Why Colorado is made for family skiing

Last updated 11th February 2020

Colorado: North America’s most popular ski destination for Brits

Introducing Colorado

Imagine skiing in a place with guaranteed snow, where the sun shines on average for 300 days a year, where the air is pure and the slopes are immaculately groomed. Imagine skiing in a place geared for families with world-class training facilities full of expertly trained and friendly instructors. This isn’t a dream. This is skiing in Colorado and there are many reasons it’s the most popular North American destination for British skiers. 

A vast swathe of this western US state is covered by the Rocky Mountains and is home to some of the world’s best ski resorts – most of which are 100% dedicated to family skiing. Some American resorts get a bad rap for lacking character but Colorado is uber-cool with a history rich in mining and ranching that gives many of its mountain towns an authentic flavour of the Wild West that will delight kids big and small. Take Telluride, the site of Butch Cassidy’s first ever bank robbery; or Steamboat, whose cowboy culture permeates so deeply you can buy Stetsons and lariats on the main street. Or choose a purpose-built resort, designed specifically with the skier in mind, such as Winter Park or Copper Mountain and discover a place built to perfection with every detail considered. 

Resorts including Winter Park, Aspen Snowmass, Steamboat, Copper Mountain and Arapahoe Basin have spent millions of dollars in recent years upgrading lifts and expanding terrain for guests to enjoy. Colorado is great for families and children, kids can not only learn to ski in an unpressurised, fun environment, but also spend valuable downtime playing, learning and eating in comfort, convenience and style. Most ski instructors speak English as their native language and if they don’t, you can be assured of their grasp of the lingo because service is king here. If you haven’t skied in North America, the courtesy will be mind-blowing. In Colorado, expect tissues at the bottom of ski lifts, plus guest service areas on-mountain offering advice, sunscreen, snacks, warm (non-alcoholic) cider and water – all free of charge.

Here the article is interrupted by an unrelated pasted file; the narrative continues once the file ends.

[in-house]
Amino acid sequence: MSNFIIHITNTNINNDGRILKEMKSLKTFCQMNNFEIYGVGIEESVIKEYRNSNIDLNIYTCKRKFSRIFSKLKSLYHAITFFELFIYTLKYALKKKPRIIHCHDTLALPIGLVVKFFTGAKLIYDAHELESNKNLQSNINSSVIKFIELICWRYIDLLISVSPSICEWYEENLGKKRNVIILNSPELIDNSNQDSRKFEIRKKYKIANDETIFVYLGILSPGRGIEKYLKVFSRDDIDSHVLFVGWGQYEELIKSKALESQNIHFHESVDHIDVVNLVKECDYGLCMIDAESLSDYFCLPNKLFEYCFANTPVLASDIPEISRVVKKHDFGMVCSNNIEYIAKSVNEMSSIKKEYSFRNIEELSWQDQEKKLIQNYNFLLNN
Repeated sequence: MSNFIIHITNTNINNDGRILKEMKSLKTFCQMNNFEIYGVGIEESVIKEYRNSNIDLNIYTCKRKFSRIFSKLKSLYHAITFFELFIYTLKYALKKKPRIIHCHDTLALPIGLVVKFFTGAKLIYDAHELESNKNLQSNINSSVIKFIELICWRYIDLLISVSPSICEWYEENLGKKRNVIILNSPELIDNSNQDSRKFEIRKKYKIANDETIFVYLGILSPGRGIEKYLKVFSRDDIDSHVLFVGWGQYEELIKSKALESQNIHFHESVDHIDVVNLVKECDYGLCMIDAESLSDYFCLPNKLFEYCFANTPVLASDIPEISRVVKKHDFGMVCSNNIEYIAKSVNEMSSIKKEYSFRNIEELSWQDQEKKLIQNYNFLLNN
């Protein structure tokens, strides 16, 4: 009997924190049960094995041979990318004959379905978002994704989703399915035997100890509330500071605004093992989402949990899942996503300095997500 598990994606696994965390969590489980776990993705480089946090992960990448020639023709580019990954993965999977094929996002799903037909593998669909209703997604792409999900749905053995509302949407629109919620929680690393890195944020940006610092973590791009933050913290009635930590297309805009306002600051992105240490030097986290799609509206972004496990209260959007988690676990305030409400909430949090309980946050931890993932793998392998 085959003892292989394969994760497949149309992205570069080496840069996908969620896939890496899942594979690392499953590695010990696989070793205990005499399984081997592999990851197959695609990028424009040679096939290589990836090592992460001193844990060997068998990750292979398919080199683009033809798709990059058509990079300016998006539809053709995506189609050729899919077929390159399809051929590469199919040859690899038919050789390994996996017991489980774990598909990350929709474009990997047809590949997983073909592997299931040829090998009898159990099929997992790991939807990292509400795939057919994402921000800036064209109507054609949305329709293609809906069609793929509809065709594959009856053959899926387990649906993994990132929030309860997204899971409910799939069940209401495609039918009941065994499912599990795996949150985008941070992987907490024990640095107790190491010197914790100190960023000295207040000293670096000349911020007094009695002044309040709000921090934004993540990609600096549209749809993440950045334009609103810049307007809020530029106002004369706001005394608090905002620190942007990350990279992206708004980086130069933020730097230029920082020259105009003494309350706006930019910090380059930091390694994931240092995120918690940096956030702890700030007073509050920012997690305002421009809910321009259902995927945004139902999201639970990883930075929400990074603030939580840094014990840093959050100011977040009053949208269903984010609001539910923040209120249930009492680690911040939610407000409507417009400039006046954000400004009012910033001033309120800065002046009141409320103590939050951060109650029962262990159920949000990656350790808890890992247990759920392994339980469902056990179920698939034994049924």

Most resorts offer free guided tours, often daily. The slopes (trails, in local lingo) are easy to navigate and the snow is dry, so patches of ice are few and far between. Plus, North American resorts contain their ski area within an avalanche-controlled boundary so you can ski anywhere with confidence. Don’t be fooled into thinking Colorado skiing offers little challenge – double-black diamond trails here are steeper than most blacks in Europe and are rarely groomed, plus every resort has areas of mogul-skiing, tree-skiing, powder fields, steep gullies and other more extreme terrain to be enjoyed when you want it. All under blue skies. 

Ski lifts over pretty Snowmass Village

Coping with altitude